The 'hot water train': unique project for Belgian railway operator Infrabel

Railway manager Infrabel recently presented its hot water train. This new train should make it possible to tackle weeds around the tracks in a more environmentally friendly way.

Sustainable solution for the environment

The new train will tackle weeds around the tracks with (just barely) boiling water instead of pesticides. It is 180 metres long and consists of two locomotives with five wagons. Three of these are well-insulated tanks, each containing 50,000 litres of water heated to 90° Celsius. And that red-hot water is sprayed on the tracks to control weeds.

Infrabel found the inspiration for its hot water train in Switzerland but developed its own technology. Altrad was contracted to provide the insulation for the tanks. Our experts applied several layers of Pyrogel (total of +- 360M²) after which a shiny outer shell of aluminium was placed around it.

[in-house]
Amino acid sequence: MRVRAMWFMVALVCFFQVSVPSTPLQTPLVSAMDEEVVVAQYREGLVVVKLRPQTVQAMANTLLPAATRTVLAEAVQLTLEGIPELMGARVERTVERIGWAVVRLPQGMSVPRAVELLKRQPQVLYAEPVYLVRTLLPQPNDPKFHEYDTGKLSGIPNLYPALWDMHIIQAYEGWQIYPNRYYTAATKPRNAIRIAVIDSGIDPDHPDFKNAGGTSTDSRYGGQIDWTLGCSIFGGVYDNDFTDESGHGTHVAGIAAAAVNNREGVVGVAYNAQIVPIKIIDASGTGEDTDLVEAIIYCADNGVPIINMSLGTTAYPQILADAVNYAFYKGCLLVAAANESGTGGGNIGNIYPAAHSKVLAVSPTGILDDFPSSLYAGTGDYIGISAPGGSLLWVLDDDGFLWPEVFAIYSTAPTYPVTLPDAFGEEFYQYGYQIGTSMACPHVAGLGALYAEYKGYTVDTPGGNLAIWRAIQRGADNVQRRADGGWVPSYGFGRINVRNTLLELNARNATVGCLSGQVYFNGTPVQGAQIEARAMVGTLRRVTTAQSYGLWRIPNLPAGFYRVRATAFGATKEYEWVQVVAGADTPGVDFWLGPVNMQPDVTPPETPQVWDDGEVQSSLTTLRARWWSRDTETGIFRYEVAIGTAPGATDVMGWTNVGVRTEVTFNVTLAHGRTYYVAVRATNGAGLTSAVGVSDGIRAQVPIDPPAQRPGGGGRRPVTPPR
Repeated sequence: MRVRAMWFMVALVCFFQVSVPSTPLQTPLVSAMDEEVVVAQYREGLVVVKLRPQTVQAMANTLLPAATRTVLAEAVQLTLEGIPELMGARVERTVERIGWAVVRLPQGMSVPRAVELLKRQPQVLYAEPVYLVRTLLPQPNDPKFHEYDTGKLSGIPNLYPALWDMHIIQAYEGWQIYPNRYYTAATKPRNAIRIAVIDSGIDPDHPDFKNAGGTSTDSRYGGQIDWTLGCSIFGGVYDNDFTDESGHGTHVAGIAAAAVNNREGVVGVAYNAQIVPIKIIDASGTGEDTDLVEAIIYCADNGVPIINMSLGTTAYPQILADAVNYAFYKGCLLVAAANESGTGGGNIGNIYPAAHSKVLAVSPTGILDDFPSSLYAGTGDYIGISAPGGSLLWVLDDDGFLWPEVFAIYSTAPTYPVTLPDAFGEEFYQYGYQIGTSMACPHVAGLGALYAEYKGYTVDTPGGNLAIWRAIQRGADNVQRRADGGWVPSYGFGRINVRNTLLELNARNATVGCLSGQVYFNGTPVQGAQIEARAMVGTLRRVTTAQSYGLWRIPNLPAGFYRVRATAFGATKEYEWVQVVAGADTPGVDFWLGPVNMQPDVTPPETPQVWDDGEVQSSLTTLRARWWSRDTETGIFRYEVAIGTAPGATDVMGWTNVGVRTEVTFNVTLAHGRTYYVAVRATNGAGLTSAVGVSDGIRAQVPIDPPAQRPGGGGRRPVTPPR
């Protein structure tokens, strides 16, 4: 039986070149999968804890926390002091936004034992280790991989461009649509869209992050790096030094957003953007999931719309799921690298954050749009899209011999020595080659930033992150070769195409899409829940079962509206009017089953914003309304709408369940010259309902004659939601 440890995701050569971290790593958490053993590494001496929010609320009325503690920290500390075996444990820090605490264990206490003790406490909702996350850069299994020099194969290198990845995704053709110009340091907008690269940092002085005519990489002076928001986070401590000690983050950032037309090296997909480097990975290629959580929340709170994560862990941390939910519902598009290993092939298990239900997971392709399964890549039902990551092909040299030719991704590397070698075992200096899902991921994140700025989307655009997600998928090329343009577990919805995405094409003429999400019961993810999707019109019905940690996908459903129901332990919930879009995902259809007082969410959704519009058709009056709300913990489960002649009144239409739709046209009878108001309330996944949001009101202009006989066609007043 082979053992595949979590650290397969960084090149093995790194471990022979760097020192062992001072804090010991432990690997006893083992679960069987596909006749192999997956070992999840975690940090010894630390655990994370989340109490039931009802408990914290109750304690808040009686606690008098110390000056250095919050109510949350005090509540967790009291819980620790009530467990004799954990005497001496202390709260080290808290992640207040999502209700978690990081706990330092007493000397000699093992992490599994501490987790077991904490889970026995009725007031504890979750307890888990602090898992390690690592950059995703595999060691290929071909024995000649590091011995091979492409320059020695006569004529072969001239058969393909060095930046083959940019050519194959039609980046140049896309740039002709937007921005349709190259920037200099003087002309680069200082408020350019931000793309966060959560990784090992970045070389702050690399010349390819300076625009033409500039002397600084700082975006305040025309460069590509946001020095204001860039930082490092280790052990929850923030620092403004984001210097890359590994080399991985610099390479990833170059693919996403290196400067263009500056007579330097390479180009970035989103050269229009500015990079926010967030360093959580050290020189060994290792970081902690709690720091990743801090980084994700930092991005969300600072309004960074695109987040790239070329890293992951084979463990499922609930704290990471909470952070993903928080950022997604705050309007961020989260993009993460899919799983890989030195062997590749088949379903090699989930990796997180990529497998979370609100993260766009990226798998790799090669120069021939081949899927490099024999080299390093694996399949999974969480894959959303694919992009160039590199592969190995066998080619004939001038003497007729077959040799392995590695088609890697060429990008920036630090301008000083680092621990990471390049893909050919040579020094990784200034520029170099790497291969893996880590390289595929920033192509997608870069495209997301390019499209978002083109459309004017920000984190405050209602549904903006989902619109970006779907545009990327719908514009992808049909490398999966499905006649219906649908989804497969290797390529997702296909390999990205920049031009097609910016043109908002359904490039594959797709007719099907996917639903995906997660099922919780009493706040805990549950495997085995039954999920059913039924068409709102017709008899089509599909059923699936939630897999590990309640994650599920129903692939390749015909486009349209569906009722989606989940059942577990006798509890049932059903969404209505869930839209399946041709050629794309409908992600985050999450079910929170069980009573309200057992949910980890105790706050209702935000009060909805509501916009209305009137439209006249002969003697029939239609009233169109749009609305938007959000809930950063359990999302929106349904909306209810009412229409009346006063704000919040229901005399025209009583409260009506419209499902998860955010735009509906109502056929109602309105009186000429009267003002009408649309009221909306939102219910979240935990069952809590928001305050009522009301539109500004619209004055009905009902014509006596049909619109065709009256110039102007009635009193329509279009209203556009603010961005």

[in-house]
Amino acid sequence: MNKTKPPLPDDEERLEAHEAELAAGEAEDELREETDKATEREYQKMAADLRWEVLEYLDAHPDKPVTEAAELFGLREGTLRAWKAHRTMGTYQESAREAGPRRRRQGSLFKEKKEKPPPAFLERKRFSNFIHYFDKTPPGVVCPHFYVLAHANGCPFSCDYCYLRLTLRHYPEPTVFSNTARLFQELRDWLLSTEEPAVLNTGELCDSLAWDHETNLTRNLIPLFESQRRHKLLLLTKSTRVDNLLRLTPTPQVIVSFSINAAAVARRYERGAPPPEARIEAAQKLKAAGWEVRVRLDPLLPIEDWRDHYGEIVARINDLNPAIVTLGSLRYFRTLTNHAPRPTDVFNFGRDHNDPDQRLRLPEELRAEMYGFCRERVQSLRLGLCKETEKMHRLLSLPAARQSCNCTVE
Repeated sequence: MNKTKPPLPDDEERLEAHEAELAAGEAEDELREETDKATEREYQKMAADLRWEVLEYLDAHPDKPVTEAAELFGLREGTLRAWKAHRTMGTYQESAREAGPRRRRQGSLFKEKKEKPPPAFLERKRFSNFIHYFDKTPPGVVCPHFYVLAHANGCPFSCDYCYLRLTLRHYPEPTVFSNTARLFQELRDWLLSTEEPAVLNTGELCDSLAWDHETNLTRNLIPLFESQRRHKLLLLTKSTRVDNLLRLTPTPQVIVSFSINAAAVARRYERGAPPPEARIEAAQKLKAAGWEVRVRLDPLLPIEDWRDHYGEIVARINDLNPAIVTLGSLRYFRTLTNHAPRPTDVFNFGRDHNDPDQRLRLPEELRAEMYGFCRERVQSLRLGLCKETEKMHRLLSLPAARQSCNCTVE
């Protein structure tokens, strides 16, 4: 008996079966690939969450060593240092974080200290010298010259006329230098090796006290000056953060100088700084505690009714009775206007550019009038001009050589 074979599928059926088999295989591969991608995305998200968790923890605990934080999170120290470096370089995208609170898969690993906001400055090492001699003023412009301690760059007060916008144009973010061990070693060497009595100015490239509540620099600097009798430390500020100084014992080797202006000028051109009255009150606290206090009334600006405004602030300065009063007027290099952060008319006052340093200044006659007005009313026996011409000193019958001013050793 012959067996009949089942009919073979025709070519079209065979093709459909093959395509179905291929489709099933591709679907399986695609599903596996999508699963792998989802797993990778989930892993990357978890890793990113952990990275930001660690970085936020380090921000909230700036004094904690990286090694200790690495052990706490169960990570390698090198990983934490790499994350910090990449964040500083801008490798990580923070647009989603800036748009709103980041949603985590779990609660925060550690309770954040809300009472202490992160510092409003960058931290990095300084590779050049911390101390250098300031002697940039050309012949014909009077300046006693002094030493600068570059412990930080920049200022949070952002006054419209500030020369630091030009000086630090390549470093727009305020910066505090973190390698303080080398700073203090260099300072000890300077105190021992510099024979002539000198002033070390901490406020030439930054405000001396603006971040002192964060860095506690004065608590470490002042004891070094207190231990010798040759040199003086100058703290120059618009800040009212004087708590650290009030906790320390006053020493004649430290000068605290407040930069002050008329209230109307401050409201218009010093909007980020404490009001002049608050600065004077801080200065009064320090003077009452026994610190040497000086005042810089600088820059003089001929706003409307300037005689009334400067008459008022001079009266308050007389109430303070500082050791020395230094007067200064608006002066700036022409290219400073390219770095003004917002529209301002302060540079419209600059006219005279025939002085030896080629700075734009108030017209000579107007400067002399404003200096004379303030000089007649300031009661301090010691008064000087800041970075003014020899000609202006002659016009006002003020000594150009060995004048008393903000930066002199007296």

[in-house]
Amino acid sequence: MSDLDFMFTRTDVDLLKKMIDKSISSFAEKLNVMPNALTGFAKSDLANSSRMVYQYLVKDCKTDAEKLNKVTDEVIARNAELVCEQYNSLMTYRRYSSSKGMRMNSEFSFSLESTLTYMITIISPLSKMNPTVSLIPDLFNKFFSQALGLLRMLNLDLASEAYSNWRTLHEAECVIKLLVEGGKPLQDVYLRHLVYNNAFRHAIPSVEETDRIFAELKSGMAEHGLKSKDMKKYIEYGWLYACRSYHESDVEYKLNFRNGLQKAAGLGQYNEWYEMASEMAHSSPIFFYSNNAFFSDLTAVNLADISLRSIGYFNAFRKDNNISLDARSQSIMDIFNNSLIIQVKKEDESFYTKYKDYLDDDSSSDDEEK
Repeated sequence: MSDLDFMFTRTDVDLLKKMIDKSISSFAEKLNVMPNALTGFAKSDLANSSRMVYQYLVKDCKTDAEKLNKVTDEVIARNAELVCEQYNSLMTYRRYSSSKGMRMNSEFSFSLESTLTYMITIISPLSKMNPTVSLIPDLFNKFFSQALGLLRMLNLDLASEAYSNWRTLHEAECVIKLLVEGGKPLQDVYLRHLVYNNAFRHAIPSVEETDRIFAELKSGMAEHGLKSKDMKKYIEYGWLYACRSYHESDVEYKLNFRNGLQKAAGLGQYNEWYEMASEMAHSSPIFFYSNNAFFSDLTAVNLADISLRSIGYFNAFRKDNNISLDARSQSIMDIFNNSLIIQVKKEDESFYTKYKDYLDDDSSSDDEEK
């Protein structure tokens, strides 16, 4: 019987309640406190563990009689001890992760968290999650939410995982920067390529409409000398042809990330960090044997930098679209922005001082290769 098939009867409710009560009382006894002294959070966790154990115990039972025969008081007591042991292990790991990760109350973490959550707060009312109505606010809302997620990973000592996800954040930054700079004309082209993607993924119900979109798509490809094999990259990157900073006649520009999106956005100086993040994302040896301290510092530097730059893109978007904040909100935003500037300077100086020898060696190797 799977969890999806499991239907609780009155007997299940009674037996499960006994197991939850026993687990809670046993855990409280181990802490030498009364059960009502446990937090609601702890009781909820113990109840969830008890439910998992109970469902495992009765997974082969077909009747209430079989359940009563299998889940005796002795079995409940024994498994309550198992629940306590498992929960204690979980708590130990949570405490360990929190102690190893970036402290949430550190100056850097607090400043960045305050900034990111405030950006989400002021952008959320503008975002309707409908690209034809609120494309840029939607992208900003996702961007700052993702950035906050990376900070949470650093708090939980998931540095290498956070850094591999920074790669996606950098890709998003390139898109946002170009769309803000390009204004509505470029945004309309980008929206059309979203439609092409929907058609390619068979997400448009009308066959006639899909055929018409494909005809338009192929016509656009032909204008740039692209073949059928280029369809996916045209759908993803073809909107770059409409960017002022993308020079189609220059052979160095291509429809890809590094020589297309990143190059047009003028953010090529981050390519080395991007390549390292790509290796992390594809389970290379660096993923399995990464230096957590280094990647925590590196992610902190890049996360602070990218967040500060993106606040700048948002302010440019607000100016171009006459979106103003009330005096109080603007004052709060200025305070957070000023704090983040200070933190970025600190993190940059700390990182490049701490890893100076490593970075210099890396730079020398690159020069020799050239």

Gianni Alessandro, project manager at Altrad: "This was a special job for our 5-member team. Not only was it a precision job because of the different insulation layers that had to be carefully applied, but also the fixing of the aluminium formwork was a challenge. The speed of the train played an important role because with speeds of 100km/hour, we couldn't afford any mistakes."

Why steam instead of pesticides?

Weeds growing between the tracks pose a safety problem. The weeds cause the gravel surface to lose some of its shock-absorbing qualities, lose stability and prevent rainwater from draining away properly.

In Belgium and in other countries, herbicides are still needed to weed the tracks. Infrabel obtains derogations to the pesticide ban from regional government departments for this purpose. However, the railway operator says it wants to be able to do without herbicides as soon as possible.

The intention is to eventually control weeds on the 8,000 kilometres of tracks in this way.

Customer : Keramab for SNCB

Team Altrad : Carl Renard Wallonie

Project manager : Alessandro Gianni

Site manager: Loi Massimo

Safety: Michael Jallet

Engineering: Alessandro Gianni

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